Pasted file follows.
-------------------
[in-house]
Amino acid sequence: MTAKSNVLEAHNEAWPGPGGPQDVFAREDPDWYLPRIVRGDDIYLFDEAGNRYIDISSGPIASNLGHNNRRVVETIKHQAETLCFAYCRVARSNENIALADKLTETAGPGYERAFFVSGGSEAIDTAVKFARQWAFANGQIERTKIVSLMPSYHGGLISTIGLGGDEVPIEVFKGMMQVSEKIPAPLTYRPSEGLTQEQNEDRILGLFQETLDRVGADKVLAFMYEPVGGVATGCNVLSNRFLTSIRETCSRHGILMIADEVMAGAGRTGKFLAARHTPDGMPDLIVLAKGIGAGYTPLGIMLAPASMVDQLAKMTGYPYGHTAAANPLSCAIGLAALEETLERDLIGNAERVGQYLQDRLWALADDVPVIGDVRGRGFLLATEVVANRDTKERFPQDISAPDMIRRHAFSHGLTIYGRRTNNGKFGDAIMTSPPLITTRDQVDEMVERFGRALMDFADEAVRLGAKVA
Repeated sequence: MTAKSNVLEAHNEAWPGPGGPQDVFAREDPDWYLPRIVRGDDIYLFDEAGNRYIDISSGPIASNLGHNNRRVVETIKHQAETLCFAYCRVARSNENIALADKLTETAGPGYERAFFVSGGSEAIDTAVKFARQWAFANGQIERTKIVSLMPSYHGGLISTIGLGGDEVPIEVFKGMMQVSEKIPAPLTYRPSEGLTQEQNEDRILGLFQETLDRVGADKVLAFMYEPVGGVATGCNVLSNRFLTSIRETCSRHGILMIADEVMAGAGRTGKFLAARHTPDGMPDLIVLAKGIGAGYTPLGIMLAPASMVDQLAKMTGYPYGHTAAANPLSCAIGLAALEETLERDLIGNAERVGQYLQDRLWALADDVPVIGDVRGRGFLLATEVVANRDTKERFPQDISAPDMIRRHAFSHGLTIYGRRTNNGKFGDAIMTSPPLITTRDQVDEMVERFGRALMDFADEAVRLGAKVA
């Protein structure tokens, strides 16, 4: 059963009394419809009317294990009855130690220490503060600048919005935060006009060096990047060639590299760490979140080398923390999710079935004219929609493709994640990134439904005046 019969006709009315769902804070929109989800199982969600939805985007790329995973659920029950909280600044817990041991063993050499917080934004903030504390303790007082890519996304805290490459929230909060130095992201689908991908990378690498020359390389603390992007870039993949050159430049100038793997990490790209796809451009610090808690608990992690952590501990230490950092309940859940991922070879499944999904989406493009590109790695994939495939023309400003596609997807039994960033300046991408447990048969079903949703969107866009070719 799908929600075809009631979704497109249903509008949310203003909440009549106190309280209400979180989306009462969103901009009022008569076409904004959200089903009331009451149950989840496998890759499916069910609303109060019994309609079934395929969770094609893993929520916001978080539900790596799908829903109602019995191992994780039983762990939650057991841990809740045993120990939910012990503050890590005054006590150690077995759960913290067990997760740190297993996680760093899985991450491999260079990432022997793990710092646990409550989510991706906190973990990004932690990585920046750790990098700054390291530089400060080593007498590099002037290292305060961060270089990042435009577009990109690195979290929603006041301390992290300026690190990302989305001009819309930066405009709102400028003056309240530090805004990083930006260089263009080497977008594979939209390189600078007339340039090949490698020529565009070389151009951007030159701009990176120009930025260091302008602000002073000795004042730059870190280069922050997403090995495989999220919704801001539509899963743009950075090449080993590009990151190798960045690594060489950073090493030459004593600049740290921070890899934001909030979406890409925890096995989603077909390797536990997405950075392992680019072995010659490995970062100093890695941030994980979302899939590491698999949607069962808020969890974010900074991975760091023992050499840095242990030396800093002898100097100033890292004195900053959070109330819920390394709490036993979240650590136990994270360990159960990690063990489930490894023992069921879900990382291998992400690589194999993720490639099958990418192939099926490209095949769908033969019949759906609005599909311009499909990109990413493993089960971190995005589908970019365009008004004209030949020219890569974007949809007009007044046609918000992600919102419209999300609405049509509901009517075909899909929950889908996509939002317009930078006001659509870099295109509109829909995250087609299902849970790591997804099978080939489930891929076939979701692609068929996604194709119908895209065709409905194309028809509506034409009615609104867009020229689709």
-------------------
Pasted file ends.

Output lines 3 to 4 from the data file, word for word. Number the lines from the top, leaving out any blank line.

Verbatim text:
Repeated sequence: MTAKSNVLEAHNEAWPGPGGPQDVFAREDPDWYLPRIVRGDDIYLFDEAGNRYIDISSGPIASNLGHNNRRVVETIKHQAETLCFAYCRVARSNENIALADKLTETAGPGYERAFFVSGGSEAIDTAVKFARQWAFANGQIERTKIVSLMPSYHGGLISTIGLGGDEVPIEVFKGMMQVSEKIPAPLTYRPSEGLTQEQNEDRILGLFQETLDRVGADKVLAFMYEPVGGVATGCNVLSNRFLTSIRETCSRHGILMIADEVMAGAGRTGKFLAARHTPDGMPDLIVLAKGIGAGYTPLGIMLAPASMVDQLAKMTGYPYGHTAAANPLSCAIGLAALEETLERDLIGNAERVGQYLQDRLWALADDVPVIGDVRGRGFLLATEVVANRDTKERFPQDISAPDMIRRHAFSHGLTIYGRRTNNGKFGDAIMTSPPLITTRDQVDEMVERFGRALMDFADEAVRLGAKVA
């Protein structure tokens, strides 16, 4: 059963009394419809009317294990009855130690220490503060600048919005935060006009060096990047060639590299760490979140080398923390999710079935004219929609493709994640990134439904005046 019969006709009315769902804070929109989800199982969600939805985007790329995973659920029950909280600044817990041991063993050499917080934004903030504390303790007082890519996304805290490459929230909060130095992201689908991908990378690498020359390389603390992007870039993949050159430049100038793997990490790209796809451009610090808690608990992690952590501990230490950092309940859940991922070879499944999904989406493009590109790695994939495939023309400003596609997807039994960033300046991408447990048969079903949703969107866009070719 799908929600075809009631979704497109249903509008949310203003909440009549106190309280209400979180989306009462969103901009009022008569076409904004959200089903009331009451149950989840496998890759499916069910609303109060019994309609079934395929969770094609893993929520916001978080539900790596799908829903109602019995191992994780039983762990939650057991841990809740045993120990939910012990503050890590005054006590150690077995759960913290067990997760740190297993996680760093899985991450491999260079990432022997793990710092646990409550989510991706906190973990990004932690990585920046750790990098700054390291530089400060080593007498590099002037290292305060961060270089990042435009577009990109690195979290929603006041301390992290300026690190990302989305001009819309930066405009709102400028003056309240530090805004990083930006260089263009080497977008594979939209390189600078007339340039090949490698020529565009070389151009951007030159701009990176120009930025260091302008602000002073000795004042730059870190280069922050997403090995495989999220919704801001539509899963743009950075090449080993590009990151190798960045690594060489950073090493030459004593600049740290921070890899934001909030979406890409925890096995989603077909390797536990997405950075392992680019072995010659490995970062100093890695941030994980979302899939590491698999949607069962808020969890974010900074991975760091023992050499840095242990030396800093002898100097100033890292004195900053959070109330819920390394709490036993979240650590136990994270360990159960990690063990489930490894023992069921879900990382291998992400690589194999993720490639099958990418192939099926490209095949769908033969019949759906609005599909311009499909990109990413493993089960971190995005589908970019365009008004004209030949020219890569974007949809007009007044046609918000992600919102419209999300609405049509509901009517075909899909929950889908996509939002317009930078006001659509870099295109509109829909995250087609299902849970790591997804099978080939489930891929076939979701692609068929996604194709119908895209065709409905194309028809509506034409009615609104867009020229689709």